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consider the following function that won't get inlined and assume x86 as platform:

void doSomething(int & in){
//do something
}

firstly I'm not sure such scenario would happen but since I think it is possible I'm gonna ask so IF whenever in any caller this function is called the argument to be supplied lies exactly at the top of the caller stack frame so that in the called function access to that through ebp register(after callee has moved content of esp into ebp) in assembly language is possible do you suggest we ignore declaring a parameter at all for function and use assembly to access our arguments in this exceptional case or just leave function definition as it was and leave it to compiler to do what it does? since I haven't read anywhere that compiler would consider such exceptional case as a factor for calling convention and I think it'll simply generate code to pass a pointer to the argument to the callee stack frame or one of registers

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Why would you want to do that? You would have to have very strong reasons to do something so crazy. –  juanchopanza Jul 5 '13 at 7:36
    
Mixing C++ with assembly is like mixing ultra-high octane gasoline with crude oil. –  Mark Garcia Jul 5 '13 at 7:39
    
By the way, how would you know the function won't get inlined? Unless you use specific keywords of a particular compiler, it is up to the compiler to do whatever he wants. The keyword inline is just merely an indication that you would like the compiler to inline it. –  Boris Jul 5 '13 at 7:41
    
The answers you've got so far should suggest to you that you are trying to do something flat-out wrong. So a couple of questions to clear up what you are trying to achieve might be in order. Why do you consider this "exceptional"? Passing a reference to an integer seems a reasonably normal thing to do. You've flagged this "optimization" - have you profiled the code to identify the c++ version of this method as a performance bottleneck? If you have, it's much more likely that your algorithm is a bad fit for the problem than that the implementation is too slow. –  Nigel Hawkins Jul 5 '13 at 8:19
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3 Answers 3

First of all, it's SO easy for this to break - for example, you get a different version of compiler, that generates code differently. Or you change optimisation features. Never mind the situation where you suddenly need to use doSomething in a different place and then it won't work, because the variable is no longer on the top of the stack.

Second, assuming that the code inside the function is short enough, it's highly likely that the compiler will inline the function, so you don't "lose" anything at all.

Third, a single argument in modern compilers, is typically passed in a register anyway, so there is no benefit in this when optimisation is enabled.

If you really think there is worthwhile benefit in this, and the compiler won't inline or otherwise optimise the code [have you looked at the generated code?], then try using forceinline or always_inline or whatever it is called in your compiler (most compilers have such an option). If that doesn't work, use a macro to inline it by hand. Or simply move the code to where it is called by "copy-n-paste".

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Your note "the argument to be supplied lies exactly at the top of the caller stack frame so that in the called function access to that through ebp register" contains a factual misunderstanding.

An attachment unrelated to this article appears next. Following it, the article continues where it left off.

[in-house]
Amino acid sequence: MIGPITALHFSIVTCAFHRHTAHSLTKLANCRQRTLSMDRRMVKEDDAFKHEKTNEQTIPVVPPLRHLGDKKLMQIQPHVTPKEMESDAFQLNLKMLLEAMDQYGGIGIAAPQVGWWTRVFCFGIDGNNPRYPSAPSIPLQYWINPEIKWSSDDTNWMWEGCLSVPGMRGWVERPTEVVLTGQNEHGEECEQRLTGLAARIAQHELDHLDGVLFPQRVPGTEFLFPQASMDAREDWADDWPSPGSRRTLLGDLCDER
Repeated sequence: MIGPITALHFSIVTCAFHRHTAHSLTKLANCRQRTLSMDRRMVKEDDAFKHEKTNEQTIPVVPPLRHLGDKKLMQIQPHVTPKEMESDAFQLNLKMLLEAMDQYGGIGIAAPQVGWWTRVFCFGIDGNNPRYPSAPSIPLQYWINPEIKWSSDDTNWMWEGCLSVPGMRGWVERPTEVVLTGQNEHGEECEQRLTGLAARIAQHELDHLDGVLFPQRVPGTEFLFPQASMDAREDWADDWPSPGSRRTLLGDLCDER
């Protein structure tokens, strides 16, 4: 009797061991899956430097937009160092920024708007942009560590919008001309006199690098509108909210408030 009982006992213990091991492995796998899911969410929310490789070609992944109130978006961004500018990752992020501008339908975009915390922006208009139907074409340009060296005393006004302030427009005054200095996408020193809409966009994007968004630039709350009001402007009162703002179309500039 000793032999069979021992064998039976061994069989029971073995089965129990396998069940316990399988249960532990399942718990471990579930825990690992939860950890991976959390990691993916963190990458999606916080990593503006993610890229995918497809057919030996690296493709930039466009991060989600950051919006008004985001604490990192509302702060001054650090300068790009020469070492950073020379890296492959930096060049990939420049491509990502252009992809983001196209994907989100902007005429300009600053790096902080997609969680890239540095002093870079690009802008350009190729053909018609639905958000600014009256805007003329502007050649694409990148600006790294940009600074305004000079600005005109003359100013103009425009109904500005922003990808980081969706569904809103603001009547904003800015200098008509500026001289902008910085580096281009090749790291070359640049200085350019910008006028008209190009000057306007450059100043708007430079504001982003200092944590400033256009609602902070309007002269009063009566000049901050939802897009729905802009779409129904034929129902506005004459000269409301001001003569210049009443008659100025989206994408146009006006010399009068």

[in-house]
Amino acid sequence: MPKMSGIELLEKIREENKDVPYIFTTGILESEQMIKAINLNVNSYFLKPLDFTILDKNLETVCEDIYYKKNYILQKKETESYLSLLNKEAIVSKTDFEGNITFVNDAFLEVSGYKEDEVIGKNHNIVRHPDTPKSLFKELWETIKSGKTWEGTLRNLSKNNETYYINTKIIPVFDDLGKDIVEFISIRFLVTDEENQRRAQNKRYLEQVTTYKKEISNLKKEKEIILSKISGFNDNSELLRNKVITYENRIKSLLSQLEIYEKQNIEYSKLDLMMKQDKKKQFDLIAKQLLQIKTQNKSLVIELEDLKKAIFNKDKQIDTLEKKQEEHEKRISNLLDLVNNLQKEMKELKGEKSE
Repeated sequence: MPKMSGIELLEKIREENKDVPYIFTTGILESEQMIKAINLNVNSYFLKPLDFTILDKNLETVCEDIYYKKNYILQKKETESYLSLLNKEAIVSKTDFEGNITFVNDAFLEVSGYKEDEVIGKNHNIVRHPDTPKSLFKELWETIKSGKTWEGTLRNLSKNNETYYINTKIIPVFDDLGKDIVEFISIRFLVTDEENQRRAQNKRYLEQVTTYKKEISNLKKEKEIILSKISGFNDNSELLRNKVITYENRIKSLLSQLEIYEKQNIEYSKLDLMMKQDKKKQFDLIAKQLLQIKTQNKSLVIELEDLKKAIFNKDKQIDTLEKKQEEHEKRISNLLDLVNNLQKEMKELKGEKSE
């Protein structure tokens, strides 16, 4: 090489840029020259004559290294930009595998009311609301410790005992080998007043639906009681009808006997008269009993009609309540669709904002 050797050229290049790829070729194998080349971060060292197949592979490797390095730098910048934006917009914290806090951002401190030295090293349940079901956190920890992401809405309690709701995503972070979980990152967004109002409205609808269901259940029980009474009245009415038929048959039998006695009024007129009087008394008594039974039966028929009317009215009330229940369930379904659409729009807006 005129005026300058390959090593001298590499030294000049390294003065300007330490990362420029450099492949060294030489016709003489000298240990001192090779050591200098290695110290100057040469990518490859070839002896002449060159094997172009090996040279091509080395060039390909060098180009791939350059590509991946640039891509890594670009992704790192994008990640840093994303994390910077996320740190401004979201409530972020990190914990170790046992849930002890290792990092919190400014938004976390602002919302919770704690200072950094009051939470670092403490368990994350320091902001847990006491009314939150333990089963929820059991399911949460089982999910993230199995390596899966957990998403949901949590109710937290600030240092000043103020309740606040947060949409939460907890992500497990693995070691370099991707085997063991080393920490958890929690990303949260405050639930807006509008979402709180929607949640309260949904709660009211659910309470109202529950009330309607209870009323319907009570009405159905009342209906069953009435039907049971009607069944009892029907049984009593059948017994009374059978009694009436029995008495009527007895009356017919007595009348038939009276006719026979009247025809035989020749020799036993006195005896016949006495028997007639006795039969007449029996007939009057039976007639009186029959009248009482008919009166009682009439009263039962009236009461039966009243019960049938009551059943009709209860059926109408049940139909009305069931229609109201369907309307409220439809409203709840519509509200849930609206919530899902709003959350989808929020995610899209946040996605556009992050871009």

That's because of the following things:

  • you're assuming a stack-based calling convention, i.e. function arguments being pushed to the stack by the caller before calling the function. That's not generally the case; even on 32bit x86, there's non-stack-based calling conventions (for example, Windows fastcall or the GNU GCC ones used in the 32bit linux kernel). If such are used, the argument wouldn't be found on top of the stack, but rather in ... whatever register is used to hold the first argument.


    But even if you have stack-based parameter passing ... still:

  • you've missed that on x86 at the very least the call instruction is pushing a return address onto the top of the stack, so that when the first instruction of a function reached that way is executing, ESP will not point to the first arg of that function, but to the return address.
  • you've missed that EBP is a callee-saved (preserved over function calls) registers, and not initialized on your behalf by the architecture - it's necessary for the generated code to explicitly set it up. A function which wants to use it (even if only as a framepointer) is therefore obliged to save it somewhere before using it. That means the normal prologue will have push EBP; mov EBP, ESP (you cannot only do MOV EBP, ESP because that would overwrite the caller's EBP which is invalid / which you may not do). Therefore, if you like to refer to the first argument of the function, you'd need [ EBP + 8 ] not [ EBP ].
    If you're not using framepointers, then the first argument (due to the call which was used to reach the function having pushed a return address) is at [ ESP + 4 ] not [ ESP ].

I hope this clarifies a little.

I agree with the other posters that clarifying the question would help, what exactly you want to achieve and why you think assembly language might be useful here.

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No, I would not. Calling conventions may vary (between x86 and x86_64); Parameters could be pushed to the stack or put into register, and I'm not sure you can know for sure where they'll be.

Writing this in assembly, unless you really know what you're doing is likely to lead to undefined behavior code.

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